Home  Yesterday's News   Site Search   Jobs    Contact Us    Subscribe  Advertise

Today’s News - Tuesday, April 21, 2015

EDITOR'S NOTE: We have a busy two days ahead of us, with the AIANY Awards Luncheon on Wednesday, and the new Whitney media zoo - 'er - preview on Thursday. ANN will return to your inbox on Friday, April 24.

•   Anderton pays eloquent and heartfelt tribute to the Annenberg Foundation's Leonard Aube, gone much, much too soon: he "brought a humility and street smarts to his position, coupled with a polite tenacity. His public engagement was also part and parcel of the Foundation's growing role in creating civic, 'place-based initiatives.'"

•   Lubell pays tribute to Asa Hanamoto, a "pioneering post-war landscape architect" who "blazed a trail for then-nascent fields of environmental and community planning."

•   Pearson parses Piano's Whitney: it "doesn't represent a bold new direction in architecture. But it combines the maturity of an architect who has been honing his craft for five decades with a jolt of big-city energy" (with good and "less photogenic" sides).

•   Kamin cheers Gang's second version of Chicago's "Big Wanda" tower that has "has moved from disappointing to very promising," and could end up "as a worthy skyline gal-pal for "Big John" (a.k.a. Hancock Center).

•   Bozikovic gives thumbs-up - and down - to the University of Toronto Mississauga Innovation Centre that "shows the fine design line between good and great. I wonder whether the builders and architects could have produced a great one" (a few bushes would help).

•   Litt lets us in on what the "misgivings" were re: Fentress's Cleveland Museum of Natural History's expansion plan - before it won design review approval.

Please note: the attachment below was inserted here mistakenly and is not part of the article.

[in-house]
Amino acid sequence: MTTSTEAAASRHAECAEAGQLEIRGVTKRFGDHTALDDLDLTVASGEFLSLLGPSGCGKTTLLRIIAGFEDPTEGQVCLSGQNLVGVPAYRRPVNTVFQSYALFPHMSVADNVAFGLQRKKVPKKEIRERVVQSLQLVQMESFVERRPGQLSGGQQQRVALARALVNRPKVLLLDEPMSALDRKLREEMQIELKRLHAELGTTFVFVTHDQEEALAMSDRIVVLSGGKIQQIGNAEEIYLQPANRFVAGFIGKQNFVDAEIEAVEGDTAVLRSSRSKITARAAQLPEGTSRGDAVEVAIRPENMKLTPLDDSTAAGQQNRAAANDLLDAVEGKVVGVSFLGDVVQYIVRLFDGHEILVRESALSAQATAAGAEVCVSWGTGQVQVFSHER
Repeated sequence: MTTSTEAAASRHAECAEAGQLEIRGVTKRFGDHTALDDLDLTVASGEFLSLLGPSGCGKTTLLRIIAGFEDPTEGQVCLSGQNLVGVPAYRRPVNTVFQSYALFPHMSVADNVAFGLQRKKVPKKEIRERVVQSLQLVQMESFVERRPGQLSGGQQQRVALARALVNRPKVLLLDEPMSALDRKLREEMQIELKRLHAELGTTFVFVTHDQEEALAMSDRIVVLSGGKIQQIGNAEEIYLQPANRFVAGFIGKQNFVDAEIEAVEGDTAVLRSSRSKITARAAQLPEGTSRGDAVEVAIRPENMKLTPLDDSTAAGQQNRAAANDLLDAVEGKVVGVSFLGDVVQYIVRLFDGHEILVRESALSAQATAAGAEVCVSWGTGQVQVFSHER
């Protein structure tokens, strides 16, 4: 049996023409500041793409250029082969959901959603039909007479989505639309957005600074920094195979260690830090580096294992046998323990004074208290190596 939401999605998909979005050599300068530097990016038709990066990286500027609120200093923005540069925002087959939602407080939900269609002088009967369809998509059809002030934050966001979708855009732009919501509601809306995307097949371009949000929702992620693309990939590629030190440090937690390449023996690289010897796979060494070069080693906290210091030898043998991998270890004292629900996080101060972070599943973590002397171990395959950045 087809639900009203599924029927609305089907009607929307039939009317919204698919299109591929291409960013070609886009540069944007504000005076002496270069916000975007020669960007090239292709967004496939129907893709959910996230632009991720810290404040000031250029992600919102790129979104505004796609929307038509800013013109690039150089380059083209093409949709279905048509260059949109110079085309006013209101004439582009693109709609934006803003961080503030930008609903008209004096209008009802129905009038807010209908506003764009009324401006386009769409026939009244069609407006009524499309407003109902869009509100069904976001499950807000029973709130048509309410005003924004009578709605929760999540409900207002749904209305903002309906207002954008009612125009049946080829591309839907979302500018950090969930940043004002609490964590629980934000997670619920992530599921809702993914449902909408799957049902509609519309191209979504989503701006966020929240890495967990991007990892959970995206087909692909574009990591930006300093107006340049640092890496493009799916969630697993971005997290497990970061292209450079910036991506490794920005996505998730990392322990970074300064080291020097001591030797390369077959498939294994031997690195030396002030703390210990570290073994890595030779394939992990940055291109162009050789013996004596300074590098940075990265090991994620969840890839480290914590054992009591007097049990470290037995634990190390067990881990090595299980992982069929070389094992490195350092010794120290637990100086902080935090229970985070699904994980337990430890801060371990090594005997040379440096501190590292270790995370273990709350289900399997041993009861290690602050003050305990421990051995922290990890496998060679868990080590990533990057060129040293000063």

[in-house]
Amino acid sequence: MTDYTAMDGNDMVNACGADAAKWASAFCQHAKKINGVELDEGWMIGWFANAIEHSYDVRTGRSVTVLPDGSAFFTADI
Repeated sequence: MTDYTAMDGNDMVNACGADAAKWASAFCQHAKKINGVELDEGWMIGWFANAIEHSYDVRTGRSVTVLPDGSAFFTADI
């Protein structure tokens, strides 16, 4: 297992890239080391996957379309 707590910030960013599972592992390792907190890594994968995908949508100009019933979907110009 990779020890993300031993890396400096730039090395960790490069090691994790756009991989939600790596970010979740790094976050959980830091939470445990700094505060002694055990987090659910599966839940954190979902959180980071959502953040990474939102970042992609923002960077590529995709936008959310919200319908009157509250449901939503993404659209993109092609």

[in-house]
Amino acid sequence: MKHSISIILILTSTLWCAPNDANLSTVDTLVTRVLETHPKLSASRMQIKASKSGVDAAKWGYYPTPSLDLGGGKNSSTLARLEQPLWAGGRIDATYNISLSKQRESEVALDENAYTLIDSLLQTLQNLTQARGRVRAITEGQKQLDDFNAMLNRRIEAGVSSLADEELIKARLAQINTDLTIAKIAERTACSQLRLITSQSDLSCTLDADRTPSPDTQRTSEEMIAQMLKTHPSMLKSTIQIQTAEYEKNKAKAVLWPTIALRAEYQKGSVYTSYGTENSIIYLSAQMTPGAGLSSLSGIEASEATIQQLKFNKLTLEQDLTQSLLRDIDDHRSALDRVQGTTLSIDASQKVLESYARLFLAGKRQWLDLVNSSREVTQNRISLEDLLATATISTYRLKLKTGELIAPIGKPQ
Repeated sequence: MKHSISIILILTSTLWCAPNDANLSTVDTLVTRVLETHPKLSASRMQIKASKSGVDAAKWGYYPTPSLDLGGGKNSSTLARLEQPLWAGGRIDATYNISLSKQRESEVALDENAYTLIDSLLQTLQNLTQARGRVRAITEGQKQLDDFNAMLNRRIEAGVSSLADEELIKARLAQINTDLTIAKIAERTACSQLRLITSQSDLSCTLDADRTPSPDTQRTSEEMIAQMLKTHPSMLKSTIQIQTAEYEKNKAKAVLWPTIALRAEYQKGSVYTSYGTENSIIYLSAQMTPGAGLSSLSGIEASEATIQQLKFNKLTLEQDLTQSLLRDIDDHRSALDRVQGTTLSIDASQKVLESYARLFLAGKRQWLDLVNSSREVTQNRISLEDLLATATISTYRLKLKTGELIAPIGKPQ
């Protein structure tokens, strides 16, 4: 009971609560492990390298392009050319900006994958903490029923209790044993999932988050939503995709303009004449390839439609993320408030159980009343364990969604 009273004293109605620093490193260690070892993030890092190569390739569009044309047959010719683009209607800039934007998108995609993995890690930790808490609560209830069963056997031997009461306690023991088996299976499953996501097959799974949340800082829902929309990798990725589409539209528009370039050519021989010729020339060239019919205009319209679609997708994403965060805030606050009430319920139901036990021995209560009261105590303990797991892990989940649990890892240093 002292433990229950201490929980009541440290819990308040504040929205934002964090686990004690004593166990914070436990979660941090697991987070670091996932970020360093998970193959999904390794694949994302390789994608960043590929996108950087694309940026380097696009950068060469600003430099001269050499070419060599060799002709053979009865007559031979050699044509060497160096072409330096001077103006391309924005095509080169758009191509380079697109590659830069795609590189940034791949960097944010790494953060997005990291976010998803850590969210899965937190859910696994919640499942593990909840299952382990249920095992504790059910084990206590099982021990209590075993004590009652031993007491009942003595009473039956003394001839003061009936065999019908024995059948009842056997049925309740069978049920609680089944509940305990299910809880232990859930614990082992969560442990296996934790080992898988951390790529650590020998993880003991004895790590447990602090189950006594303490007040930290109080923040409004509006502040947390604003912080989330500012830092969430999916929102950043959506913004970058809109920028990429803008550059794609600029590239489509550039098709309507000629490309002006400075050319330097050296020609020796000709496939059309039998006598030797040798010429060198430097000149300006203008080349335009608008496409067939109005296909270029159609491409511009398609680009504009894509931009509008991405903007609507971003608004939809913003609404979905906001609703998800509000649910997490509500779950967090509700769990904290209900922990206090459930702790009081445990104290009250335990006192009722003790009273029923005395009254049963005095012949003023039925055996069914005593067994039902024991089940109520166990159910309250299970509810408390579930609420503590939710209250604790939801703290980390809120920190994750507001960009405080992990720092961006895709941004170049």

•   James Fallows offers his lively take on how "nice downtowns" got that way: it's "tempting" to think they happened naturally, but it's a "long, deliberate process."

•   There's nothing natural about plans for a $1 billion, 420-acre mega-mall at the Grand Canyon, and critical war cries are already being heard.

•   A look at the reasons why wooden skyscrapers aren't catching on the way one would expect (lack of experienced designers and builders included).

•   Meanwhile in Minneapolis, Michael Green's timber T3 tower "is moving ahead at a glacial pace. The issue may be one of perception."

•   Hawken reviews Sydney's new Barangaroo Point park and its "rocky history": "some promising initial designs appear to have been compromised. The division of the disciplines of architecture and landscape, in a structure that so evidently calls for their close integration, is a major loss" for the city.

•   An L.A. kind of day: Heathcote considers how "drought threatens the fragile paradise of Los Angeles. The desert might be coming back to haunt the suburbs."

•   Gold, meanwhile, lauds LA's Sustainable City pLAn: "There's something for everyone" - it "puts the region on the right track for us all to thrive in a denser, hotter LA."

•   Tuhus-Dubrow's take on L.A.'s Sustainable City pLAn: it "could have been drafted by Al Gore - an emerging mythology of a more sustainable, responsible, and communal city could serve as a model for other not-so-green cities."

•   Stephens cheers L.A.'s 50 Parks Initiative: "with a handful of vacant lots, Los Angeles - the city of big egos and big dreams - has finally realized that small is beautiful."

•   The Society of Landscape Architects of Nigeria calls for the government to "prioritize land design," and recognize landscape architecture as a profession (a good idea in our book!).

•   Sadik-Khan talks about her tactical urbanism-style approach to her success as NYC DOT Commish: "The new blueprint is not anti-car. It's pro choice" - and the "speed of delivery was new."

•   Two takes on the young Tehran architect making her(!) mark with a stunning pedestrian bridge: despite sanctions, she's "garnering awards and paving the way for a new, more avant garde generation of Iranian designers."

•   Eyefuls of the AIA 2015 Housing Awards (great presentation) + RAIC Innovation in Architecture awards to two British Columbia projects "that demonstrate new ways to use wood and steel" (MGA, again).


Subscribe to Faith and Form

Van Allen Spring Party

Be Orginal

Showcase your product on ANN!




Note: Pages will open in a new browser window.
External news links are not endorsed by
Free registration may be required on some sites.
Some pages may expire after a few days.

Yesterday's News